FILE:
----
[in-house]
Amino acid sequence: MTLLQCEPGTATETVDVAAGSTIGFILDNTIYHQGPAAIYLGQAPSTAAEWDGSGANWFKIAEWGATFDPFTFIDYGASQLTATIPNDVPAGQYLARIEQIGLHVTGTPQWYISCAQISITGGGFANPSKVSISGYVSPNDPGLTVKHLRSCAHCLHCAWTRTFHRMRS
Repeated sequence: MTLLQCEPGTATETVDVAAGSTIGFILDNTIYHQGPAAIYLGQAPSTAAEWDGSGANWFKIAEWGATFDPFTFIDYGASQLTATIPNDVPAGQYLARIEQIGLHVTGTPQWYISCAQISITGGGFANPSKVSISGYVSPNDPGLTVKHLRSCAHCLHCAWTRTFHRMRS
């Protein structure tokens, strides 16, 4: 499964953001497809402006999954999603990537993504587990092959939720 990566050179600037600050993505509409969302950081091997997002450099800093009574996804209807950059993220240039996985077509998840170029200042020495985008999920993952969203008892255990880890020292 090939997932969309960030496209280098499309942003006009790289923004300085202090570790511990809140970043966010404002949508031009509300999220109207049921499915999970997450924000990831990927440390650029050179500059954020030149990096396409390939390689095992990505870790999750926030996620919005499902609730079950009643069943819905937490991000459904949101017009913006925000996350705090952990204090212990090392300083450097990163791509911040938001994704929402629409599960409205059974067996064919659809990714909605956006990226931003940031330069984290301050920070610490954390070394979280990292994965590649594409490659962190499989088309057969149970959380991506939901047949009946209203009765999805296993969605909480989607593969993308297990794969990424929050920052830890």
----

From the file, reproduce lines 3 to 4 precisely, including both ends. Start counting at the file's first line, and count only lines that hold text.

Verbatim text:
Repeated sequence: MTLLQCEPGTATETVDVAAGSTIGFILDNTIYHQGPAAIYLGQAPSTAAEWDGSGANWFKIAEWGATFDPFTFIDYGASQLTATIPNDVPAGQYLARIEQIGLHVTGTPQWYISCAQISITGGGFANPSKVSISGYVSPNDPGLTVKHLRSCAHCLHCAWTRTFHRMRS
């Protein structure tokens, strides 16, 4: 499964953001497809402006999954999603990537993504587990092959939720 990566050179600037600050993505509409969302950081091997997002450099800093009574996804209807950059993220240039996985077509998840170029200042020495985008999920993952969203008892255990880890020292 090939997932969309960030496209280098499309942003006009790289923004300085202090570790511990809140970043966010404002949508031009509300999220109207049921499915999970997450924000990831990927440390650029050179500059954020030149990096396409390939390689095992990505870790999750926030996620919005499902609730079950009643069943819905937490991000459904949101017009913006925000996350705090952990204090212990090392300083450097990163791509911040938001994704929402629409599960409205059974067996064919659809990714909605956006990226931003940031330069984290301050920070610490954390070394979280990292994965590649594409490659962190499989088309057969149970959380991506939901047949009946209203009765999805296993969605909480989607593969993308297990794969990424929050920052830890």